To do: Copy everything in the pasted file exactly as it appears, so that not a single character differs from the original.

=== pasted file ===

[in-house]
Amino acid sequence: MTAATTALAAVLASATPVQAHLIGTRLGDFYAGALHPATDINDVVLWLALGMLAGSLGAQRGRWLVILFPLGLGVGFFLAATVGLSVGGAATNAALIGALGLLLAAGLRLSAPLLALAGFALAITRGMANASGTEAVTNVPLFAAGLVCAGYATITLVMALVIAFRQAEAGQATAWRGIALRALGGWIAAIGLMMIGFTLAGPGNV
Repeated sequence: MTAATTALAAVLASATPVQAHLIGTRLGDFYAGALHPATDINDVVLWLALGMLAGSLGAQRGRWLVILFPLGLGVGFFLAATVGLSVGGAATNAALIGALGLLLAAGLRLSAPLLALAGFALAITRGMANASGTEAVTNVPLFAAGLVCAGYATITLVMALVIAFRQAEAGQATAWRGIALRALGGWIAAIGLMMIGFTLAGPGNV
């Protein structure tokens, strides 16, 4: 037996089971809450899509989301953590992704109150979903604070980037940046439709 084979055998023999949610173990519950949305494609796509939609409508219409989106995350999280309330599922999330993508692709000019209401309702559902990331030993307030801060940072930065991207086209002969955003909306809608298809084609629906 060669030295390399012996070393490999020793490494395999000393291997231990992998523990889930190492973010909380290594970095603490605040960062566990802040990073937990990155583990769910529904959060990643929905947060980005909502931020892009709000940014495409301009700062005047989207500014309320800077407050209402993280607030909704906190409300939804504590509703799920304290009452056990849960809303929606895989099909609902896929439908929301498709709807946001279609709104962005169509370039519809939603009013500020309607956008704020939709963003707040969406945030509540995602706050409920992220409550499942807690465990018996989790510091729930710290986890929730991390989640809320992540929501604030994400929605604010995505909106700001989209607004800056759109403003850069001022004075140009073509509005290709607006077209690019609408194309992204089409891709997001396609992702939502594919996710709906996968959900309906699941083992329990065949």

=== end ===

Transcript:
[in-house]
Amino acid sequence: MTAATTALAAVLASATPVQAHLIGTRLGDFYAGALHPATDINDVVLWLALGMLAGSLGAQRGRWLVILFPLGLGVGFFLAATVGLSVGGAATNAALIGALGLLLAAGLRLSAPLLALAGFALAITRGMANASGTEAVTNVPLFAAGLVCAGYATITLVMALVIAFRQAEAGQATAWRGIALRALGGWIAAIGLMMIGFTLAGPGNV
Repeated sequence: MTAATTALAAVLASATPVQAHLIGTRLGDFYAGALHPATDINDVVLWLALGMLAGSLGAQRGRWLVILFPLGLGVGFFLAATVGLSVGGAATNAALIGALGLLLAAGLRLSAPLLALAGFALAITRGMANASGTEAVTNVPLFAAGLVCAGYATITLVMALVIAFRQAEAGQATAWRGIALRALGGWIAAIGLMMIGFTLAGPGNV
């Protein structure tokens, strides 16, 4: 037996089971809450899509989301953590992704109150979903604070980037940046439709 084979055998023999949610173990519950949305494609796509939609409508219409989106995350999280309330599922999330993508692709000019209401309702559902990331030993307030801060940072930065991207086209002969955003909306809608298809084609629906 060669030295390399012996070393490999020793490494395999000393291997231990992998523990889930190492973010909380290594970095603490605040960062566990802040990073937990990155583990769910529904959060990643929905947060980005909502931020892009709000940014495409301009700062005047989207500014309320800077407050209402993280607030909704906190409300939804504590509703799920304290009452056990849960809303929606895989099909609902896929439908929301498709709807946001279609709104962005169509370039519809939603009013500020309607956008704020939709963003707040969406945030509540995602706050409920992220409550499942807690465990018996989790510091729930710290986890929730991390989640809320992540929501604030994400929605604010995505909106700001989209607004800056759109403003850069001022004075140009073509509005290709607006077209690019609408194309992204089409891709997001396609992702939502594919996710709906996968959900309906699941083992329990065949």